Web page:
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Professional services firms and their Employee Value Proposition – can you make it do more for you?

What is an Employee Value Proposition?

An Employee Value Proposition (or “EVP”) comprises “everything” an employee gets in return for providing their labour to your firm.  Every pay cheque, every “thank you” and even every social media interaction that an employee sees – all of these contribute to an organisation’s EVP in some way.  In effect, it comprises the totality of the deal you have struck with your people as to why they should join, stay and go the extra mile in their endeavours for your business. 

We call an EVP the “Employee Deal” – it is a shorter and somehow more resonant phrase than its jargonistic equivalent.  The key aspects of an Employee Deal for a professional services firm are as follows:

 

Why does it matter?

Defining your Employee Deal, and making it as compelling as possible, is a business imperative.  If you don’t get this right, you will need to run very hard indeed to recruit the best people.  And even harder to keep them. In today’s highly charged talent market, an ineffective Employee Deal poses a direct hit to your bottom line. Research from Gartner shows some worrying signs that the traditional Employee Deal faces significant challenges post-pandemic:
 


Balancing headcount growth with revenue generation is a real balancing act for professional services firms. Having insufficient people (and skills) puts pressure on your existing employees and may lead to you turning down new opportunities. But having too many people sitting around idle will also destroy your margins. Research from Gartner has found that organisations that effectively deliver on their Employee Deal can decrease annual employee turnover by just under 70% and increase new hire commitment by nearly 30%.

The problem with your Employee Deal 

Business critical though it may be, we see two problems organisations encounter in defining their own Employee Deal:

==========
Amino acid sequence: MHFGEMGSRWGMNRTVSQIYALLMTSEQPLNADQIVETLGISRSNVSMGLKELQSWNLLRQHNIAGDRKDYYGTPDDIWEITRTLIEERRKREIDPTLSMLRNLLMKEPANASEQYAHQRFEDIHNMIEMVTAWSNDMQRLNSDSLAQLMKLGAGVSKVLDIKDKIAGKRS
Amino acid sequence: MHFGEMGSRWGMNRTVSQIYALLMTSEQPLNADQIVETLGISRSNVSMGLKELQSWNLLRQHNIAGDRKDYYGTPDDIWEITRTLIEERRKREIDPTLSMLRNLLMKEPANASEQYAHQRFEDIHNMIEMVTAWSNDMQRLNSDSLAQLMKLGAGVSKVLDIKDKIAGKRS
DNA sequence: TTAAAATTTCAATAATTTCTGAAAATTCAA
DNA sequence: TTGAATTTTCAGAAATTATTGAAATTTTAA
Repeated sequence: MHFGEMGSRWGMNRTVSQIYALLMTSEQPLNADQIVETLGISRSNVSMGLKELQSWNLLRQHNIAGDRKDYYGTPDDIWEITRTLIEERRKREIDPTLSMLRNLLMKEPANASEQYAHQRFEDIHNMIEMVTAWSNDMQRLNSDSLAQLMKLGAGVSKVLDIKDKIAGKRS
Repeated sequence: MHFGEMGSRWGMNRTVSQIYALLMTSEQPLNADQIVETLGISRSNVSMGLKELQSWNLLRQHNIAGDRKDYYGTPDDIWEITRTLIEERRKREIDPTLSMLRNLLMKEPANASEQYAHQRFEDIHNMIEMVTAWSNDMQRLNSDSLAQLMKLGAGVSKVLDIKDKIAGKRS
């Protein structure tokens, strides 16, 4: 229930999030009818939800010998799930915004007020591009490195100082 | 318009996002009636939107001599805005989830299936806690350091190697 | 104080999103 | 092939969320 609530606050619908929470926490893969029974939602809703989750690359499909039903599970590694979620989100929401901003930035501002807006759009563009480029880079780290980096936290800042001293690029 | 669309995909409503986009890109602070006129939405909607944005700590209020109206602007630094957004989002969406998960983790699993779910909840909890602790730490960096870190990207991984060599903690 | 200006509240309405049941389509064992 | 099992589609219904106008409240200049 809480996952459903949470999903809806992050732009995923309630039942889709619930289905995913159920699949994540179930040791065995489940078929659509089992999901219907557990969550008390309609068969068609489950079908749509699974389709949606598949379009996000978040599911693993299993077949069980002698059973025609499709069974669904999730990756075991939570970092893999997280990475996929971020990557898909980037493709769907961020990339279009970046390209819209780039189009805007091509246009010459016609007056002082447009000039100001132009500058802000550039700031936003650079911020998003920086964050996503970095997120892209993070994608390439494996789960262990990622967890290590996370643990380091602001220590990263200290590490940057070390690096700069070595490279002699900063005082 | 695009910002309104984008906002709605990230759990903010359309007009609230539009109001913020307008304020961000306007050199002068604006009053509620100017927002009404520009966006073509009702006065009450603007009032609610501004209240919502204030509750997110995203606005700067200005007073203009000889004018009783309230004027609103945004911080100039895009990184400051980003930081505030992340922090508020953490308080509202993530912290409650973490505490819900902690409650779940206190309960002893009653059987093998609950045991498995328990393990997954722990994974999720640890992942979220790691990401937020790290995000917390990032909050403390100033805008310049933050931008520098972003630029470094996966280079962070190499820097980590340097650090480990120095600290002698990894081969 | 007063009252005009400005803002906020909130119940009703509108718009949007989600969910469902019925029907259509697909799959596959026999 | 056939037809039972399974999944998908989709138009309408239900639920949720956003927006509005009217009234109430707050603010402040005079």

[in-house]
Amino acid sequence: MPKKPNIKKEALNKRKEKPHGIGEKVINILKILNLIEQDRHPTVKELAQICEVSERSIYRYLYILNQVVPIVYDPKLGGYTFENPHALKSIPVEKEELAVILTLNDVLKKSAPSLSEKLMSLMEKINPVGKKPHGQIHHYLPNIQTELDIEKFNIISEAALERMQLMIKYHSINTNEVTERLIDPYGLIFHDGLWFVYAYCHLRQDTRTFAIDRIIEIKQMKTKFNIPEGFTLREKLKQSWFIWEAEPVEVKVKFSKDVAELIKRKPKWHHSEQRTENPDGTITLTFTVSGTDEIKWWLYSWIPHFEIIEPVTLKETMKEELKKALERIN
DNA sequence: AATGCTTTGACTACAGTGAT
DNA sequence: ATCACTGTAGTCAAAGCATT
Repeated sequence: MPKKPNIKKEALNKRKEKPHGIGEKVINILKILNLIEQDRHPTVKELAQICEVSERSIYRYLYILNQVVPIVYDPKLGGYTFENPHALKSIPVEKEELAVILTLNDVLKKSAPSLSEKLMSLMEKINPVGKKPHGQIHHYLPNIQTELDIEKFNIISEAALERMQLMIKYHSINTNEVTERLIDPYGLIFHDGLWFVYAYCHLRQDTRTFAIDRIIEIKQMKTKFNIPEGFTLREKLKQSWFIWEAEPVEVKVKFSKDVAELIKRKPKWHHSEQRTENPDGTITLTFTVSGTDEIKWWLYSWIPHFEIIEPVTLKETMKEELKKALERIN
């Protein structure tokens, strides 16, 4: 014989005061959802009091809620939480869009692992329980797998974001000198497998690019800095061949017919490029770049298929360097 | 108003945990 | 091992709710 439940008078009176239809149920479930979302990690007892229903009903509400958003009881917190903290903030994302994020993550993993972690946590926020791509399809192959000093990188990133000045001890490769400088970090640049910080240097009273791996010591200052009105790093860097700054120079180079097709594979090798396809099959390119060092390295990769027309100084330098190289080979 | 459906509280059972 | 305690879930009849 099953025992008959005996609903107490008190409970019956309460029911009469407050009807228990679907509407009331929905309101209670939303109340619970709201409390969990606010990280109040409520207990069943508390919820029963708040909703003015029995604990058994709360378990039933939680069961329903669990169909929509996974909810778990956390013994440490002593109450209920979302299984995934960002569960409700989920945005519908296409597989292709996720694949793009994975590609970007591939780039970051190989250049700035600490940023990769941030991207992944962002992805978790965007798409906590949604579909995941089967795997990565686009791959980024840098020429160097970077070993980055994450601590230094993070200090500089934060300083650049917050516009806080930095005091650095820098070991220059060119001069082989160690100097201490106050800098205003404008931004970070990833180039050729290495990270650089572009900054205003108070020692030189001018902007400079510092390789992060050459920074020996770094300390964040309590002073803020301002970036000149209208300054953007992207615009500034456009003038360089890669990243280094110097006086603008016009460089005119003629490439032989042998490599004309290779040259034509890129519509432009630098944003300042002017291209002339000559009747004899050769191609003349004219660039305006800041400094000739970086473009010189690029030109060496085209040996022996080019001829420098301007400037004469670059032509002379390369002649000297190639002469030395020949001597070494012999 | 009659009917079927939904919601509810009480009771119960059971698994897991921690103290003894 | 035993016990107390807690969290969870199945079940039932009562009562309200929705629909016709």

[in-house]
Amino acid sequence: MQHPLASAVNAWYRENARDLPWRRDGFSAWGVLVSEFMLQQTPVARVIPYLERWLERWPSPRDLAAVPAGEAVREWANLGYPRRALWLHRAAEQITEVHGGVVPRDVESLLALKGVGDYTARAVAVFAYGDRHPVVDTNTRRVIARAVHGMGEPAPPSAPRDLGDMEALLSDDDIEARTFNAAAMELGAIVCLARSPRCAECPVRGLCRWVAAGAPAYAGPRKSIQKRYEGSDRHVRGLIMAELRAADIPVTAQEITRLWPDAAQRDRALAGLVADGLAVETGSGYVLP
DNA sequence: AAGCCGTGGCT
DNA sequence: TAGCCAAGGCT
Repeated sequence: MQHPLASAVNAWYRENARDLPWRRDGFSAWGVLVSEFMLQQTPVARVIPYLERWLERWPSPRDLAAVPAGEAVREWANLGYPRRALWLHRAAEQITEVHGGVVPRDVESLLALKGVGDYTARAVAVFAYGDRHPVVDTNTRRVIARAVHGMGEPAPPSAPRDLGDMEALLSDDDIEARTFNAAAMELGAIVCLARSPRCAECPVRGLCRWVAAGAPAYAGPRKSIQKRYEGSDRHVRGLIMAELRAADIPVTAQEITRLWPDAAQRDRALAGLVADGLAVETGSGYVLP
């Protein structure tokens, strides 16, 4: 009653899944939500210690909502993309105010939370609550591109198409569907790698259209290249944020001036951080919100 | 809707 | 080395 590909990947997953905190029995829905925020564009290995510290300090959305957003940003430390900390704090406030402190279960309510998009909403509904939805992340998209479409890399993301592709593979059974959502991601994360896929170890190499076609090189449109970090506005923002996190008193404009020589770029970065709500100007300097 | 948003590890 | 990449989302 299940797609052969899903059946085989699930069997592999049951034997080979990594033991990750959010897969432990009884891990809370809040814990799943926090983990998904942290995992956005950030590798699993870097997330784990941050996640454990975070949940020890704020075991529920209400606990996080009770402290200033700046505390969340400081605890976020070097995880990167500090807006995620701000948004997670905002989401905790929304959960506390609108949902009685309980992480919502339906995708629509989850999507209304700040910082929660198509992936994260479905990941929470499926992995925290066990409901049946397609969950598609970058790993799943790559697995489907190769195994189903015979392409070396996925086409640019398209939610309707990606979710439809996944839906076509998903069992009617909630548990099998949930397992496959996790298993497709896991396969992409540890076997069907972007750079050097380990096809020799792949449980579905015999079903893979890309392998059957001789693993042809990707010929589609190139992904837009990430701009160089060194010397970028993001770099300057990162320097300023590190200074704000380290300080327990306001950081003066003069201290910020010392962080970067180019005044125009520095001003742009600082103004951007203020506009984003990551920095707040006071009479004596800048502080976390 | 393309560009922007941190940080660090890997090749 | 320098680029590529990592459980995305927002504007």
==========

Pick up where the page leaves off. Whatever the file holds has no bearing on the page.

• A deal, by its very nature, is a two-way thing. You can define what you wish – but the lived experience of your people becomes their deal. Irrespective of what you may have written down.
  • Different people value different things differently. The deal is weighted to reflect the personality type it is applied to. The employer has no control over this weighting.  Organisations are not static and your Employee Deal needs to be capable of flexing to cater for people with different skills and needs.

So, why work so hard on defining your Employee Deal, when it is open to such extremes of interpretation?

A poorly articulated Employee Deal creates confusion for your leaders, your employees and in your potential talent market. You can only unlock this confusion, usually, by paying people more (cash reward is the one part of the Employee Deal that everyone sees and can value). If, therefore, you find yourself having to pay at the top of the market or deploy retention or joining bonuses with frequency, then there is likely to be an issue with your broader Employee Deal. 

So, there is every reason to take extreme care to define your Employee Deal and work to improve it. But we offer 4 traps to avoid:

1. It is a change tool for the employer – not a communication conduit to your employees

The value in defining an employee deal is that you can see, on a page, all the things that are important in making your firm the place to be – a level of clarity that enables you to carefully manage a change journey to make things better. What it is less useful for, is a tool to communicate to your people why they should be delighted to work for you.Bluntly, they’ll be the judge of that. And nothing you put on a slide will influence this.

2. Reward is a hygiene factor – you cannot hope your great culture or underpinning values compensate for sub-market pay